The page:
Although curricula change from one institution to another, the most essential science courses in both high school and entry-level university study are typically biology, chemistry and physics. While biology is loosely described as the study of life, chemistry is the study of the interactions between different types of matter. Physics also concerns the study of matter, but focuses on the entire observable universe.
Biology is a wide ranging subject matter with many different sub-fields. Anatomy, for example, concerns the systems, functions and characteristics of the body, whereas ecology handles the interactions between organisms and the environment. More specialized biology courses can get down to the microscopic level, treating such issues as cellular structure and genetics.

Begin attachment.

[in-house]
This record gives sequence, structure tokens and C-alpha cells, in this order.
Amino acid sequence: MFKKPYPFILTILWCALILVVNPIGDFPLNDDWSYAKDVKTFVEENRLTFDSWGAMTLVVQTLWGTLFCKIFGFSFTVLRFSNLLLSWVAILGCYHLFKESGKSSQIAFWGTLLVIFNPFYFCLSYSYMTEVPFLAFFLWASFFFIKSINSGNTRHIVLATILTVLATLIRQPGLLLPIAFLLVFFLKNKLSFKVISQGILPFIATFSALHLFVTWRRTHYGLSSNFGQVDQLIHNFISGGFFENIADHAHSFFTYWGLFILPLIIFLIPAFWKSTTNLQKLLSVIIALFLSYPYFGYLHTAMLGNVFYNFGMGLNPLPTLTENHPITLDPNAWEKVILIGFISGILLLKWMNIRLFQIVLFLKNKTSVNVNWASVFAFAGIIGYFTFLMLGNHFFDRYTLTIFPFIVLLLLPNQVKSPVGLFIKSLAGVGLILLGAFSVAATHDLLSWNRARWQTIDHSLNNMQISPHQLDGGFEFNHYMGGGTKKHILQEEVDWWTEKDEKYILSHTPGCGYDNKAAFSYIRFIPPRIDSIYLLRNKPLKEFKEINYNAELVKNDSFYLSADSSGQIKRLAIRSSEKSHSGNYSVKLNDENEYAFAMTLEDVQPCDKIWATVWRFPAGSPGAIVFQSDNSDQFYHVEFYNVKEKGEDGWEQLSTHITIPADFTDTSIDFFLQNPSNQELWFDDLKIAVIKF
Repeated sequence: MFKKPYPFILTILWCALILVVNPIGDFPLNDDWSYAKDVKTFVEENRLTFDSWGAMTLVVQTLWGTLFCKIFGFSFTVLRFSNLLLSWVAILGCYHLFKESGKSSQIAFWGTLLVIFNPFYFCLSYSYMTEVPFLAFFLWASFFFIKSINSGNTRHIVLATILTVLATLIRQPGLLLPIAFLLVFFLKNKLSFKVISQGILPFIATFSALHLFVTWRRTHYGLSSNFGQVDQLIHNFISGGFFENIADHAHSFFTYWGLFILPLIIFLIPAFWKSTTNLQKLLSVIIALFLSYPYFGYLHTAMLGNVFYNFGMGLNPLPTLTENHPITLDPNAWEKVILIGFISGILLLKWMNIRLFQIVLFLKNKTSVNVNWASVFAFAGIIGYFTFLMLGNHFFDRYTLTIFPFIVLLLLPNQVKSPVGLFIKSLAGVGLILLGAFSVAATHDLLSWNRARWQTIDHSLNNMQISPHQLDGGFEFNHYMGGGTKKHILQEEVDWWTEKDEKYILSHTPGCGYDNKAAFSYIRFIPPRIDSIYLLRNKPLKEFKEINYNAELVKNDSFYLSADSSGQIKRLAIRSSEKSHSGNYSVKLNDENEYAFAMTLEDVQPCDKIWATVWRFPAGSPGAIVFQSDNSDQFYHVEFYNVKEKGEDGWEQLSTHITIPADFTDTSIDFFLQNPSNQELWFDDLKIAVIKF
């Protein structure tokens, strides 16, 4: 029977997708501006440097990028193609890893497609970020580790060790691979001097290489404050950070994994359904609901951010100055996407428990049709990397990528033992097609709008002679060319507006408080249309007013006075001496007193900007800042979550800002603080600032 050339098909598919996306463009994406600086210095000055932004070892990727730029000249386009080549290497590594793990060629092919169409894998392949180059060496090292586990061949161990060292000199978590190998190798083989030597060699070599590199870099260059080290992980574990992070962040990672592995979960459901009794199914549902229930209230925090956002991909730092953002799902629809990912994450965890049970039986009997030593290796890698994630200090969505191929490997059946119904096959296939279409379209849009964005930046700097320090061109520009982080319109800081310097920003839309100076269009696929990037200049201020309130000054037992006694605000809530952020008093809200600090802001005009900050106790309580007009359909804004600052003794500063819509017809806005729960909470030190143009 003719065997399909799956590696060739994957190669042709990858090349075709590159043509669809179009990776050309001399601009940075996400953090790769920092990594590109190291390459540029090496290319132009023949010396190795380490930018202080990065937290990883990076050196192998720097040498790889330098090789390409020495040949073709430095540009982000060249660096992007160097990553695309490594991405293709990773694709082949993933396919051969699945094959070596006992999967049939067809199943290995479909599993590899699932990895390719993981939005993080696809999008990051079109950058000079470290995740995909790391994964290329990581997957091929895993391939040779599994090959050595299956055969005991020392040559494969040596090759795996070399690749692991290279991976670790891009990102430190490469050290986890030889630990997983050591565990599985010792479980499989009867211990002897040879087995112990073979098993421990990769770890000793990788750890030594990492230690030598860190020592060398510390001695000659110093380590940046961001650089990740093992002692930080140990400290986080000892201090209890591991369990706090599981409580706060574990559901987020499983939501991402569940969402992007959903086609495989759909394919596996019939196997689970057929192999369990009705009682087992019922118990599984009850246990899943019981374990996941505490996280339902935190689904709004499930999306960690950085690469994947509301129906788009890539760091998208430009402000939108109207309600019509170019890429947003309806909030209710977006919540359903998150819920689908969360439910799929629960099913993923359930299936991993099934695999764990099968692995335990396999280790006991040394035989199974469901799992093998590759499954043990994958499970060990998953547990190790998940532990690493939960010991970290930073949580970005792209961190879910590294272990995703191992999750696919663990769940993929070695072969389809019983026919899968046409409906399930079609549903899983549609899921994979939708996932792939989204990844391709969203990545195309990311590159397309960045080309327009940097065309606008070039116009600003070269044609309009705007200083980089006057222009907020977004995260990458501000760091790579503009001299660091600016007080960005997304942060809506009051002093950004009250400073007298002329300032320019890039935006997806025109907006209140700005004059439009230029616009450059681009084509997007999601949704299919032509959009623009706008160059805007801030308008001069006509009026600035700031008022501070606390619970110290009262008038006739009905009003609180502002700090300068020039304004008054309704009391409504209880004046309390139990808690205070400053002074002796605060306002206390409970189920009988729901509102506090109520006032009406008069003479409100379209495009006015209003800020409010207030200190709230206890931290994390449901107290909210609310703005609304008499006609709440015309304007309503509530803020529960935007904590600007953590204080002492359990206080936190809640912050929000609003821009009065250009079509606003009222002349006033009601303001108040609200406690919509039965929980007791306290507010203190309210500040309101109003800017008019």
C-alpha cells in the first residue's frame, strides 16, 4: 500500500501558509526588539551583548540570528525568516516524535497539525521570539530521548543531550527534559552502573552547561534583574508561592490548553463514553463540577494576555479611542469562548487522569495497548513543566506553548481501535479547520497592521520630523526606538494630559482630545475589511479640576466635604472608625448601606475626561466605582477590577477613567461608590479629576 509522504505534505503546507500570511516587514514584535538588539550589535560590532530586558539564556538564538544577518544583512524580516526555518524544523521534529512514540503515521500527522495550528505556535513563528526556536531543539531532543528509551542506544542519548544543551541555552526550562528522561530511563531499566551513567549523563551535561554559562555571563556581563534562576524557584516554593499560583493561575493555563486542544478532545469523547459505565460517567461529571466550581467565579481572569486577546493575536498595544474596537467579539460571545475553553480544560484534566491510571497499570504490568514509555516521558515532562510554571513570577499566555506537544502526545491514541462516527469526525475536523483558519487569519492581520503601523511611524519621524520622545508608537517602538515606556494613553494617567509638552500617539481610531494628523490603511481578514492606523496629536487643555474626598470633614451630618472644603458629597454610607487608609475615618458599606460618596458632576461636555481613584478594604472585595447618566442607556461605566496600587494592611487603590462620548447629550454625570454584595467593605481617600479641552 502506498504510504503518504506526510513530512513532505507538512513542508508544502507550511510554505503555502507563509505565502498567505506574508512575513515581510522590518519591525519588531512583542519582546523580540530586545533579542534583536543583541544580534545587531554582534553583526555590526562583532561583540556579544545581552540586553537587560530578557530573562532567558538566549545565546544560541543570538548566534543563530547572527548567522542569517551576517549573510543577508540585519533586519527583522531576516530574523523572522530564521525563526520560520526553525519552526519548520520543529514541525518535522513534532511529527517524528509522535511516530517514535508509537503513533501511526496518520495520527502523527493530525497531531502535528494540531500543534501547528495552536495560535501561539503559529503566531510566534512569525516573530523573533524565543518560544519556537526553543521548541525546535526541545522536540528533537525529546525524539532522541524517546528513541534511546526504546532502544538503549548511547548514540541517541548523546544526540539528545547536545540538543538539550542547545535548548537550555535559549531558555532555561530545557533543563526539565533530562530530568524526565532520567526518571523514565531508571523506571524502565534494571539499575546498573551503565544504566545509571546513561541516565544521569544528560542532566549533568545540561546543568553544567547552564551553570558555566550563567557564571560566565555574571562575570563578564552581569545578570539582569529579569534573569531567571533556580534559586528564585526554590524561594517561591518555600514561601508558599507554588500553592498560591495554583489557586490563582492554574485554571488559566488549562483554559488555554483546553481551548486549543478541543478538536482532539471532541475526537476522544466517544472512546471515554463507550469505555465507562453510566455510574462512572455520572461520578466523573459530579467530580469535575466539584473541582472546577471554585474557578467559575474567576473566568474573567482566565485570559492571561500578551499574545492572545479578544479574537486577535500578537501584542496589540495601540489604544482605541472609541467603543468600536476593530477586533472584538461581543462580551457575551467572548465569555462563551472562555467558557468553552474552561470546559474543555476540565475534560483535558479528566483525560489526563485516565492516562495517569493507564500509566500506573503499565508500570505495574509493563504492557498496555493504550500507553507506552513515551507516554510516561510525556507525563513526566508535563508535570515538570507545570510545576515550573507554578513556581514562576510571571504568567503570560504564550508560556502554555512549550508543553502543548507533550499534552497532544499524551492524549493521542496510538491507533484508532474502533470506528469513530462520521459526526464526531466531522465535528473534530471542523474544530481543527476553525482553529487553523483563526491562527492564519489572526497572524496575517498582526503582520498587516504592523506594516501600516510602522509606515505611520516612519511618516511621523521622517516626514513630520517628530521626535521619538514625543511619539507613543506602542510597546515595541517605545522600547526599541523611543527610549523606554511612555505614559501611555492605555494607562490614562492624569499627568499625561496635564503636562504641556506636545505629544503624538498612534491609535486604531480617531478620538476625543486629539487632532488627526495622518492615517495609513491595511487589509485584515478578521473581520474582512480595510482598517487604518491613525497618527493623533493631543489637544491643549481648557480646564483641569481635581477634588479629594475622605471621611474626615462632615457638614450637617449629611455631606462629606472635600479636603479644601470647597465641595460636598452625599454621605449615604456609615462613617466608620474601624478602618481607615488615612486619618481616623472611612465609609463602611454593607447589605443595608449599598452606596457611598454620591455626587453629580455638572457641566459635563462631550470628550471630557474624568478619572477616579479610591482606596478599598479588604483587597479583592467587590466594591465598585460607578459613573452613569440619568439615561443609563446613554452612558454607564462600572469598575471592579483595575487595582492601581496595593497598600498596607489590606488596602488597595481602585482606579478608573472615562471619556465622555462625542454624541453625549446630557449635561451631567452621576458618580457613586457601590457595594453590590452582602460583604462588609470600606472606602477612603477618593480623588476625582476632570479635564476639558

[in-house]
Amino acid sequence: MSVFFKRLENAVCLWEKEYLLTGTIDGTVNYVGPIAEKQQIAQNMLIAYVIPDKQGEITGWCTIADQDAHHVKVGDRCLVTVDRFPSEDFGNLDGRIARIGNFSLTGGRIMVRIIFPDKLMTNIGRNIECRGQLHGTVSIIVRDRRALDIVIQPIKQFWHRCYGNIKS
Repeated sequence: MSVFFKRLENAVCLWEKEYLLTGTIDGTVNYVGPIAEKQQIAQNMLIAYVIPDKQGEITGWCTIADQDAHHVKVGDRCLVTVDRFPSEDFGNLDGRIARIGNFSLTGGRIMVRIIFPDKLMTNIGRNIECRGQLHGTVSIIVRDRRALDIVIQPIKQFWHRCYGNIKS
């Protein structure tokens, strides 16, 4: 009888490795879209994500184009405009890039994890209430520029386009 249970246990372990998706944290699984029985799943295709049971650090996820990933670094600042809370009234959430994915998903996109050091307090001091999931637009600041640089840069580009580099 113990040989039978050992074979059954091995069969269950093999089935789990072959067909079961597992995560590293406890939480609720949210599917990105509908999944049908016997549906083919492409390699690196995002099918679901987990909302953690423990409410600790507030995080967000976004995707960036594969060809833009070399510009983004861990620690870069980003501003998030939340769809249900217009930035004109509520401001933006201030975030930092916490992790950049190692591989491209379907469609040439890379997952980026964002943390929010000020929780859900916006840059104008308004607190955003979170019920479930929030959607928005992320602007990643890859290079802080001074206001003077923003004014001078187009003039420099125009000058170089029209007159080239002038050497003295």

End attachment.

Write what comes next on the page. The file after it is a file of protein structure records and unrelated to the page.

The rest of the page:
Chemistry is also broken down into numerous sub-fields, including organic, inorganic, analytical and physical. Organic chemistry, for example, deals mostly with carbon's role in the formation of living matter, whereas inorganic chemistry studies non-living things. Major areas of physics include biophysics and quantum physics, and students of the subject often focus on laws governing principles of motion, mass and energy. For instance, students encounter topics related to gravity, momentum, speed and acceleration, magnetism, and thermodynamics. Students may even delve into such modern physics subjects as relativity theory and quantum mechanics.